Contrast this with the men Austen does not wish us to respect. Her villains are always double-dealers; presenting a façade to the world that is often more immediately impressive than the heroes’ character. Comic characters like Mr. Collins lack the sobriety and sensible temperament that mark the Austenian true man. However, perhaps the most sympathetic character to the modern “guy” is Mr. Bennet. Bennet is the only man in the household, and is ill at-ease in his role. Rather than be a man in a woman’s world, he constantly retreats to his library to read. This is his 19th-century version of playing video games—it’s an activity in which he knows who he is and doesn’t need to adapt.

The older we grow, the less likely most males are to have such a luxury. To have a good career, to win a woman, to achieve any goal we might want, we can’t be a Mr. Bennet. So after we’ve put up what we consider to be the requisite amount of resistance and agreed to watch Pride and Prejudice on our date, just sit back and relax. Enjoy the romance of Mr. Darcy, and ignore us. We’ll be fine.

This post was originally written in February 2011. [/sociallocker]

Brian Brown
Brian Brown loves building the environments, habits, and networks that make people thrive. He is the founder of Humane Pursuits, where he writes a featured column and edits the Give channel. He started his consulting company, Narrator, to help great mission-driven organizations modernize and grow. He lives with his wife Christina and son Edmund in Colorado Springs, where they mix cocktails, hunt for historic architecture, and see how many people they can squeeze into their house for happy hour.

22 Comments

  • February 24, 2011

    victoria

    love this. rest assured I will be perusing the rest of this blog in search of more…

  • […] Why Men Like Jane Austen The stories have female protagonists, are full of dresses and dancing, have no battle scenes […]

  • February 26, 2011

    Dblade

    I enjoyed this too. A very good analysis, and it convinced me to break down and give Austen novels a try.

  • […] performance in The King’s Speech. I would hesitate to talk about the Oscars on Humane Pursuits if Brian’s terrific piece from last week on men in Jane Austen hadn’t provided me with the perfect hook: Mr. […]

  • […] Why men like Jane Austen ~ and just really, a fun blog […]

  • March 16, 2011

    a jane austen man «

    […] via humane pursuits […]

  • […] what’s been going around amongst my friends today, check out this post on why men love Jane Austen. There’s also a great post along similar lines about one of my favorite movies of all time, […]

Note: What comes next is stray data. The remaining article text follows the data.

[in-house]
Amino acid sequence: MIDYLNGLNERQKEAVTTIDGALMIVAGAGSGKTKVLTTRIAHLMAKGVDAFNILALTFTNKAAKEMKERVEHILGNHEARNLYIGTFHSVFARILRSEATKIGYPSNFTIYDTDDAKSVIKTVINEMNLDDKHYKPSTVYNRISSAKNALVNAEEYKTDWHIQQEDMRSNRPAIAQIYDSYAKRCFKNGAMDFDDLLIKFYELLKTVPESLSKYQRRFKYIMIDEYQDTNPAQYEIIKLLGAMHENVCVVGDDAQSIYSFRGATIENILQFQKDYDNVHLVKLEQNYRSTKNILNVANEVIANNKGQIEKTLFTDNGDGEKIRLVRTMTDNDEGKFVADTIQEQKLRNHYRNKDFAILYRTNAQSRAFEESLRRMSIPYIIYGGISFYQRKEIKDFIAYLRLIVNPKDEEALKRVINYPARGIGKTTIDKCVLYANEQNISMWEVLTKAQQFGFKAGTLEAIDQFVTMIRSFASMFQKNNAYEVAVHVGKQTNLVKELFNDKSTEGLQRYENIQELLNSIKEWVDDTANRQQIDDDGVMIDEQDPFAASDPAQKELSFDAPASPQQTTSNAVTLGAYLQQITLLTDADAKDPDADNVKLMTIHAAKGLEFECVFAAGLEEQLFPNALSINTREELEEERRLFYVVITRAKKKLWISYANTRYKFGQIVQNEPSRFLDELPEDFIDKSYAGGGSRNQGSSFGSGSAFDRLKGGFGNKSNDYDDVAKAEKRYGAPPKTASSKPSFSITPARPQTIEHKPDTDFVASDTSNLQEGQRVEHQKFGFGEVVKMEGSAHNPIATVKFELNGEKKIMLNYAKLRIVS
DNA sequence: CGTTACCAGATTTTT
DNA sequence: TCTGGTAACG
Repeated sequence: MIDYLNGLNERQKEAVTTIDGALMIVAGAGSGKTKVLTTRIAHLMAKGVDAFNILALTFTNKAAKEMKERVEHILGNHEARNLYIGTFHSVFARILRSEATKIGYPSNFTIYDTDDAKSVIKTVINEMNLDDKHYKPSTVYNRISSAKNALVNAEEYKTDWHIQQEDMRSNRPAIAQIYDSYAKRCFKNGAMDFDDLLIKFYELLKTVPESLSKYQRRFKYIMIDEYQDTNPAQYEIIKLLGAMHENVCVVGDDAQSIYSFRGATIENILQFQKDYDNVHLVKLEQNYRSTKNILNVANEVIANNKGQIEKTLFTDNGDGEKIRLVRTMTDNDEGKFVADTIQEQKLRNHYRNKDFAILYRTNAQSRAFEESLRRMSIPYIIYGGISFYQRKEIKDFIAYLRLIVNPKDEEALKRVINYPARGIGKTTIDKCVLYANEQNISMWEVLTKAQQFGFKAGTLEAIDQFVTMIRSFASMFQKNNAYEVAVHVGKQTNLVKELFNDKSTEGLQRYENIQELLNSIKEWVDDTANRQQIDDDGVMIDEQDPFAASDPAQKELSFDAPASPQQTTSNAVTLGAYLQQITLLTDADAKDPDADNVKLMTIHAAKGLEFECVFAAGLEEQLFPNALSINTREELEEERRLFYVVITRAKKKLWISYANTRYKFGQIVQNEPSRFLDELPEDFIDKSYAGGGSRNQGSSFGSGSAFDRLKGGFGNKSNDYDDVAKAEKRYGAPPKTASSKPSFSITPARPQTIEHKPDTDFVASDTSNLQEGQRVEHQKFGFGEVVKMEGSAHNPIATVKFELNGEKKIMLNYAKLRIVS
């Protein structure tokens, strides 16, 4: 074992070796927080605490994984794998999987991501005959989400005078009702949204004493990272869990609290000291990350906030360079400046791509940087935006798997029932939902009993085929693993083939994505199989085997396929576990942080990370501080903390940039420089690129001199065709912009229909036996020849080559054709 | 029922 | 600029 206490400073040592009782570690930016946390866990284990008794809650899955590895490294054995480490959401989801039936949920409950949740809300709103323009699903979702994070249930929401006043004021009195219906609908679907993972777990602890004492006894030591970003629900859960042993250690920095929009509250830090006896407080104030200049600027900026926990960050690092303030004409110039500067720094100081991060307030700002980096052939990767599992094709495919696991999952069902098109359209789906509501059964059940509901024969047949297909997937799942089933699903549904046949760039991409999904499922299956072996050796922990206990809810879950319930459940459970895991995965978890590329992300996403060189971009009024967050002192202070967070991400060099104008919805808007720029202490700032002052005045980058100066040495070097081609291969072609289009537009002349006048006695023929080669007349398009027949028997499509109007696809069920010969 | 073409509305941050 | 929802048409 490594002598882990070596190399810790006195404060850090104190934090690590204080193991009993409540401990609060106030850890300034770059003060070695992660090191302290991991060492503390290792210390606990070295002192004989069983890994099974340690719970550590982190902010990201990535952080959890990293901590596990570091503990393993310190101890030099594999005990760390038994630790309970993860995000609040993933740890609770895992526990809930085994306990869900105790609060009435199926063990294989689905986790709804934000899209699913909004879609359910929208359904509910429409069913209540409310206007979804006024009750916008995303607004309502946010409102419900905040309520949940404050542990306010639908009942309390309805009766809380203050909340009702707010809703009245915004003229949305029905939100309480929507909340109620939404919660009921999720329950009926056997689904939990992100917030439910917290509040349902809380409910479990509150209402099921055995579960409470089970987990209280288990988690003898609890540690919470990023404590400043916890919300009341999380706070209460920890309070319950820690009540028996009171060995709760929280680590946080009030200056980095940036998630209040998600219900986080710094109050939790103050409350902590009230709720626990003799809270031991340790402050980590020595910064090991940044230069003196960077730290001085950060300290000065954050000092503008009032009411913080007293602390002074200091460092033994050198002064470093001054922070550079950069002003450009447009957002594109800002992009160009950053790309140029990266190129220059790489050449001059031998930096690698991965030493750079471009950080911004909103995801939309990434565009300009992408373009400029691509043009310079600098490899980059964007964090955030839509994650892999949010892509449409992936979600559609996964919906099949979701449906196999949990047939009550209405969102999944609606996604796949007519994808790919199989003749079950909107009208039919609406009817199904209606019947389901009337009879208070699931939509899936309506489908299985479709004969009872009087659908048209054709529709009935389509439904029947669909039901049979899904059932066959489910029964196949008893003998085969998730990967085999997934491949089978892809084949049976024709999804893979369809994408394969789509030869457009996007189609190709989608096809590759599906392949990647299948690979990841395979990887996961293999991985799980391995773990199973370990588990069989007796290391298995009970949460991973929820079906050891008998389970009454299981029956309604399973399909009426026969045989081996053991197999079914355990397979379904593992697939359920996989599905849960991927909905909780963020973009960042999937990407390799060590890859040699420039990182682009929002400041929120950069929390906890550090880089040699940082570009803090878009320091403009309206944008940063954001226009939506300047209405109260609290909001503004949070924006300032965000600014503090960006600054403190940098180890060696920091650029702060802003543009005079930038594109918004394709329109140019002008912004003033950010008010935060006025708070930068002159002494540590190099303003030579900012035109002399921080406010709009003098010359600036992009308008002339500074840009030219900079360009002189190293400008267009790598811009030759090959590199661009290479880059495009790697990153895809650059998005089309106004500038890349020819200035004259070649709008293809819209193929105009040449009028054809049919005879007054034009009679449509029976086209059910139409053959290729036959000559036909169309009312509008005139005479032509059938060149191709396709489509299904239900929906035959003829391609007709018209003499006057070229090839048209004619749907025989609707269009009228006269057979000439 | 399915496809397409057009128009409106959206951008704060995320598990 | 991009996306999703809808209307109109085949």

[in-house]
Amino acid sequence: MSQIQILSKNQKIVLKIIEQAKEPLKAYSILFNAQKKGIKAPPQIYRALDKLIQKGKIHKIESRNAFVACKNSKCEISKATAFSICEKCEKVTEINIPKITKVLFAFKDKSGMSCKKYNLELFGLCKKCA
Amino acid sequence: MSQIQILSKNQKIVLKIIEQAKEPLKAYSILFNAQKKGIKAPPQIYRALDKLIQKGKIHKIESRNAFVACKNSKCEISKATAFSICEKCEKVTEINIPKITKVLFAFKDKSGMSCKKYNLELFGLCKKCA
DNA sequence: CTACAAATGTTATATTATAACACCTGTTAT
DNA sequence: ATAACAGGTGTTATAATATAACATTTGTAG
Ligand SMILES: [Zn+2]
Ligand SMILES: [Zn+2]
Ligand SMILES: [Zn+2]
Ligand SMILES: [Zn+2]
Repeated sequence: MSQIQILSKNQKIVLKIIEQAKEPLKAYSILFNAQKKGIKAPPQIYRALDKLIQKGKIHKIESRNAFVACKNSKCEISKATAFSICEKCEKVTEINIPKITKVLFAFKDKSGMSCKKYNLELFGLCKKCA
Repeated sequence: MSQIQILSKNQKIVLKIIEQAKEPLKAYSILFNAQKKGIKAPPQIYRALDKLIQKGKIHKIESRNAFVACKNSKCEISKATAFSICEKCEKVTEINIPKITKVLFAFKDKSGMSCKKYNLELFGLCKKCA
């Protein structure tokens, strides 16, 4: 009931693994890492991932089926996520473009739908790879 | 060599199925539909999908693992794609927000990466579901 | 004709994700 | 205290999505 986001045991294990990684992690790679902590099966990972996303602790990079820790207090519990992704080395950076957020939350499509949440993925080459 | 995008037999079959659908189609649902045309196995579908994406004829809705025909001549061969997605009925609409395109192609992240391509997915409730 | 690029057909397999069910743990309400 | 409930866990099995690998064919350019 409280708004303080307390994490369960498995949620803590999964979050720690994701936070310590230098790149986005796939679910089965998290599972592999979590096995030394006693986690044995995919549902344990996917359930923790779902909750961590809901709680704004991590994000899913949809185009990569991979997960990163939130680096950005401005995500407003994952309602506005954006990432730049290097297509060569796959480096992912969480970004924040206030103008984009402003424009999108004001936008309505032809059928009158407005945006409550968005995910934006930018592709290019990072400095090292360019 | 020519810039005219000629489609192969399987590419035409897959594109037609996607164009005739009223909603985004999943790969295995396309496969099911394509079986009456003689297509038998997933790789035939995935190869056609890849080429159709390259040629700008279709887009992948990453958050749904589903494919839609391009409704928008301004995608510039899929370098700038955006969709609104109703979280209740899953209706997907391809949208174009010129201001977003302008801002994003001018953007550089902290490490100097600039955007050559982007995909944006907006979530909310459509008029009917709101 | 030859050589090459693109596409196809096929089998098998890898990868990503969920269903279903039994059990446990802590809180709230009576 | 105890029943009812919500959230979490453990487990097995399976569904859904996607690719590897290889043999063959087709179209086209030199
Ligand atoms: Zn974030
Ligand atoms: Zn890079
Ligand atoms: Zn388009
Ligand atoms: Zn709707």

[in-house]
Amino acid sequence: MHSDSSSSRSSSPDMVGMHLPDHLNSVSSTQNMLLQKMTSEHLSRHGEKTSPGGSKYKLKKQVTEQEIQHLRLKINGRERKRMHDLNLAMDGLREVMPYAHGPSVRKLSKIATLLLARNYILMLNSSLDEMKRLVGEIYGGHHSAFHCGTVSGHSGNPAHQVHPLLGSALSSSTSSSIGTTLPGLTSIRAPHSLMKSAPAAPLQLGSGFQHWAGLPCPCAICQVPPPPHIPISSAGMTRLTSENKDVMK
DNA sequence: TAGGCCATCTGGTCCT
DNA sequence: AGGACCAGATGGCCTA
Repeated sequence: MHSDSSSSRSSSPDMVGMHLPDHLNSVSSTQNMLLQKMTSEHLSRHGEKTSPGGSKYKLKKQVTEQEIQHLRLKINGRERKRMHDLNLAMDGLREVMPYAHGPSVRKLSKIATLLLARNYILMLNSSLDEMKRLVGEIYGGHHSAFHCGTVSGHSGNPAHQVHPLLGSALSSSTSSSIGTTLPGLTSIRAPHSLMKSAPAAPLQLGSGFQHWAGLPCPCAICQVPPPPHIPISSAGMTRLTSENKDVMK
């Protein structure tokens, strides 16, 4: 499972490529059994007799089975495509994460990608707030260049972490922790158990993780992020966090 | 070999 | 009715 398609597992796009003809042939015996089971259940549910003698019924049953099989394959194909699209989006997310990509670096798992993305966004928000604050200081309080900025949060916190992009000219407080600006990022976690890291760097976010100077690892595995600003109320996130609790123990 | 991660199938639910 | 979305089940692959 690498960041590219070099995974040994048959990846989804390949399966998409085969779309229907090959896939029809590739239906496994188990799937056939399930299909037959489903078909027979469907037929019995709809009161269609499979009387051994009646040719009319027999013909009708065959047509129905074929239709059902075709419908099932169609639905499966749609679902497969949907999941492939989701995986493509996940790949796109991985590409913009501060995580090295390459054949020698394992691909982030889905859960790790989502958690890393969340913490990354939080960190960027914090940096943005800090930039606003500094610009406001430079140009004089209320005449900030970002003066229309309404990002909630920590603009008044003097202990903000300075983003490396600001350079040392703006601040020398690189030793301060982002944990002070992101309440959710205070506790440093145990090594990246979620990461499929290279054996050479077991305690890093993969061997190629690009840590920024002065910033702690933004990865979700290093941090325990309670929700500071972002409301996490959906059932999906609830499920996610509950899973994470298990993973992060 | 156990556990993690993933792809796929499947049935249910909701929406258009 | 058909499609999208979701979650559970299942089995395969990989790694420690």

• […] Why Men Like Jane Austen by Brian Brown […]

  • […] a look at “Why Men Like Jane Austen” and let me know what you think about […]

  • July 18, 2011

    Harry Potter « |

    […] Why Men Like Jane Austen […]

  • […] I also learned that Rudyard Kipling was a fan, which struck me as odd, as I was under the impression that Rudyard Kipling doesn’t much like women. (I’m not implying he’s a homosexual. I’m implying he’s a misogynist. It’s weird to me that most male misogynists are not also homosexual, but there you go. On the other hand, it is not weird to me that most homosexual men are not misogynists, because what do they have to hate us for?) Then again, it has always struck me as interesting that Jane Austen is an author, and female, and wrote about “feminine” things, but has always won praise and admiration from many very manly men. […]

  • […] I also learned that Rudyard Kipling was a fan, which struck me as odd, as I was under the impression that Rudyard Kipling doesn’t much like women. (I’m not implying he’s a homosexual. I’m implying he’s a misogynist. It’s weird to me that most male misogynists are not also homosexual, but there you go. On the other hand, it is not weird to me that most homosexual men are not misogynists, because what do they have to hate us for?) Then again, it has always struck me as interesting that Jane Austen is an author, and female, and wrote about “feminine” things, but has always won praise and admiration from many very manly men. […]

  • […] is exercised in the day-to-day rather than on a distant battlefield (something I wrote about in “Why Men Like Jane Austen”).What would such things look like if they were motivated by a dedication to a place, its people, […]

  • […] Why Men Like Jane Austen […]

  • December 8, 2011

    David

    I still have not succeeded in reading Austen yet, though she is high on my list. But I do count it a significant fact that those womanly friends whom I most admire, and whom I most connect with, all appreciate and love Austen’s books intelligently, and her male characters in particular. By hearing their discussions, and by reading some like yours and remarks by authors such as Lewis, I have gained much respect for her as writer and as an observer of humanity.

    Your analysis is encouraging, as I am well aware of the lack of real masculinity in today’s Western culture. I am sick of movies being filled with “guys” and “man-children.” Where are the Charlton Hestons and John Waynes, the Jimmy Stewarts and Clark Gables, the Alan Ladds and Orson Welleses? However entertaining Johnny Depp or Brad Pitt can be, they wilt in the light of the real men who used to act on the silver screen. And the same is still often true in literature. Which is but one reason among many that I tend to prefer older books and movies, despite being a mere 24 years old myself.

  • […] 1. Why Men Like Jane Austen […]

  • […] think, goes deeper than that. For a longer look at why I think Austen is popular today, read “Why Men Like Jane Austen” from a year ago. The short version, in my view, is this: Austen writes fantasy stories set in […]

  • […] A few years ago, my friend Brian Brown noted some the reasons in a post titled, “Why Men Like Jane Austen.” […]

  • […] A few years ago, my friend Brian Brown noted some the reasons in a post titled, “Why Men Like Jane Austen.” […]

  • […] Why Men Like Jane Austen […]